1. Three seniors in high school, hellbent on losing their virginity, embark on an odyssey to score alcohol for a hot girl’s party. Police chases, male bonding and summer love ensue.
2. A cute teenage runaway seeks asylum from authorities at an apartment that three older guys share. Four days of Rob Zombie movies, booze, joints and sex ensue. The girl falls for one of the older boys and, after a petty-crime spree and a drive to Arizona, he meets her family and is subsequently punched in the nose. The lovers part.
Until three years later, when they find themselves across from each other in a courtroom.
The first plot is that of Superbad.
Plot No. 2 is Edwin Hall’s life.
Yesterday in Johnson County Court, 26-year-old Hall faced a now-17-year-old girl who alleges that she and Hall had sex three times in the summer of 2004. Hall has already pleaded not guilty to charges of capital murder, kidnapping, rape and aggravated sodomy in a separate case, the death of 18-year-old Kelsey Smith.
Charges -- two counts of aggravated indecent liberties with a child -- were filed on behalf of the 17-year-old, who was brought back to Kansas to testify from the Arizona detention center where she resides; she will be released in December.
Half a dozen reporters sat in the gallery, as did Hall’s wife, Aletha. Also present was Johnson County District Attorney Phill Kline, to watch his most high-profile prisoner face his accuser – and to hear not-very-juicy details of underage sex.
“Jack was hitting on me some more or whatever,” the girl responded when Chris McMullin, the attorney for the state, asked her what happened. “He pinched my butt, and he kept saying he wanted to know me better, and we started making out.”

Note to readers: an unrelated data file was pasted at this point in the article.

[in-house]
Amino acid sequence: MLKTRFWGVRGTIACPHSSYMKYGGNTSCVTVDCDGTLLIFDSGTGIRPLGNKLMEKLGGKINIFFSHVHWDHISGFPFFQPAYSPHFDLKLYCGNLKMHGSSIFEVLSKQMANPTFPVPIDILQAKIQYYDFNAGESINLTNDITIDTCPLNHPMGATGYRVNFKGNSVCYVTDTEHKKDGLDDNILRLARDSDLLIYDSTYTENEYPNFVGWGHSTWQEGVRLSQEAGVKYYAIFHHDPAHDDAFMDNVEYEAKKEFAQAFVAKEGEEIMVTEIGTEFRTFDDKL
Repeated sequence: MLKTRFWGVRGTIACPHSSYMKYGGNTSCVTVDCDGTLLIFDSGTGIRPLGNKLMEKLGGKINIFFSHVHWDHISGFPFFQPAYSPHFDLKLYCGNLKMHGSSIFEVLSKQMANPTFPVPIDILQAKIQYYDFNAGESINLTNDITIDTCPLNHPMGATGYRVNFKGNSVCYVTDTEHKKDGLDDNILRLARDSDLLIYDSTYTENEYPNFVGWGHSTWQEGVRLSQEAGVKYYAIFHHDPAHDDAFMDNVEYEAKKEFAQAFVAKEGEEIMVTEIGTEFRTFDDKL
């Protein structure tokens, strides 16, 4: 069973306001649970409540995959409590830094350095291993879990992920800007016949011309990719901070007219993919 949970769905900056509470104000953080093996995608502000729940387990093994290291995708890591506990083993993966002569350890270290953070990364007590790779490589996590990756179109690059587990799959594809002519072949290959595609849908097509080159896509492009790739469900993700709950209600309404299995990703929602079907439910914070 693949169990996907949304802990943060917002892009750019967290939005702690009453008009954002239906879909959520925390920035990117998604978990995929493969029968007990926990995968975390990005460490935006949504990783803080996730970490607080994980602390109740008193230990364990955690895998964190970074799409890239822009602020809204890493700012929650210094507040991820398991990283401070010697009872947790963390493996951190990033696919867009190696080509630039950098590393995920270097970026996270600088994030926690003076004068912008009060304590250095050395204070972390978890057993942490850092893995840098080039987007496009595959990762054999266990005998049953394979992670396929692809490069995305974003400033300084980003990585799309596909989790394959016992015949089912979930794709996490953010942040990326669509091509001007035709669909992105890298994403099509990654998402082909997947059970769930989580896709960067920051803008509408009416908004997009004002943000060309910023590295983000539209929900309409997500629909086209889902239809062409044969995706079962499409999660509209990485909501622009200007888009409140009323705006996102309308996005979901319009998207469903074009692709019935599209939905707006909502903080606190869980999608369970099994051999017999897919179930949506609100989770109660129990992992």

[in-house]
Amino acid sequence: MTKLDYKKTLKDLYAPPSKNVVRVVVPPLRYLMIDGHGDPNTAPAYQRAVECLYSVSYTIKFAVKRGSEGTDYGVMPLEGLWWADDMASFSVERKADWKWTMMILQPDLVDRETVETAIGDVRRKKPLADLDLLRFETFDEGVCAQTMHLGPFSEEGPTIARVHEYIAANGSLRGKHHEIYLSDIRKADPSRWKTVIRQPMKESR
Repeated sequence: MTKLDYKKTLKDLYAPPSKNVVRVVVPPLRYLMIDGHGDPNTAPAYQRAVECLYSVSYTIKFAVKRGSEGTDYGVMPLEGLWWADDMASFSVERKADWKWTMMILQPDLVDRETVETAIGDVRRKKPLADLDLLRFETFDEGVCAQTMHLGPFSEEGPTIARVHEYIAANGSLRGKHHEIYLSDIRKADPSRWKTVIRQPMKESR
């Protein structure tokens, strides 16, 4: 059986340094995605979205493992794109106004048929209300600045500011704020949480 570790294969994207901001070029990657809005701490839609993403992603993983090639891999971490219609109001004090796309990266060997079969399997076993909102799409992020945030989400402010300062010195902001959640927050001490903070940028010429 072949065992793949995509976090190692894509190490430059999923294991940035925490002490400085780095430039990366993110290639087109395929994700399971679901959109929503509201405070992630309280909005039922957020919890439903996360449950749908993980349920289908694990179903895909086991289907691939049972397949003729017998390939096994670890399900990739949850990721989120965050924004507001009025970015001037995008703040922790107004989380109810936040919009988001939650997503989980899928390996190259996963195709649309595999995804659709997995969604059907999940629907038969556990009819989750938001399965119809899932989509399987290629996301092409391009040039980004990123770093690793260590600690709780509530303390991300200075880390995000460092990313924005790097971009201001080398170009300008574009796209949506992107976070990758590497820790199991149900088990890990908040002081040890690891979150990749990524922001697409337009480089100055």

Hall then told his roommates to leave the room, the girl said.
“What happened next?”
“Um. We had sex.”
“So, intercourse?” McMullin asked.
“Is that something you wanted to do at the time?”
“Did you spend the night with him?”
“Did you use protection? If I say ‘protection,’ do you know what I’m referring to?”
“A condom? No.”
McMullin led the girl through the rest of her story: how she and Hall were busted stealing from unlocked cars but managed to meet up again in Lawrence. From there, he drove her to her biological mother’s house in Arizona. At some point along the way, Hall spoke to the girl’s family on the phone and later told the girl about the conversation.
Someone from the girl’s family told Hall to “keep his pecker in his pants, and he said that it was too late for that,” the girl explained.
When she arrived at her house, the girl was told by her family to take a walk with her sister. “When we got back [Hall] had a rag on his face and his nose was all bloody and his face was all bloody.”
When given his chance to cross-examine the girl, Hall’s attorney, Paul Cramm, attempted to set up an alternate scenario: that Ray, the first roommate in the house that the girl met, had hit on her, which she didn’t appreciate, so she asked Hall to act like her boyfriend.
“What did you think of Ray?” Cramm asked.
“He was a nice person.”
Cramm asked her if Ray had told her that he could stop a wristwatch with his mind. She said he had.
“So maybe everything’s not all right with him,” Cramm said. “Do you remember telling [Hall] that Ray made you nervous?”
“And you said, ‘Can we act like an item so Ray will leave me alone?’”
Cramm’s next line of questioning aimed at weakening the girl’s credibility and drew more details out of her: how she escaped from juvenile detention centers regularly, had given the police false names when arrested, was on Zoloft, suffered from depression and had seen a counselor ever since the death of her adopted mother on April 20, 2002.
Neither attorney had further questions. This being a preliminary hearing, the judge ruled only that there was sufficient evidence for a real trial.
Hall’s next court date is October 19. He has entered a not guilty plea.
Maybe Hall can sell a screenplay about his Arizona romance. -- Nadia Pflaum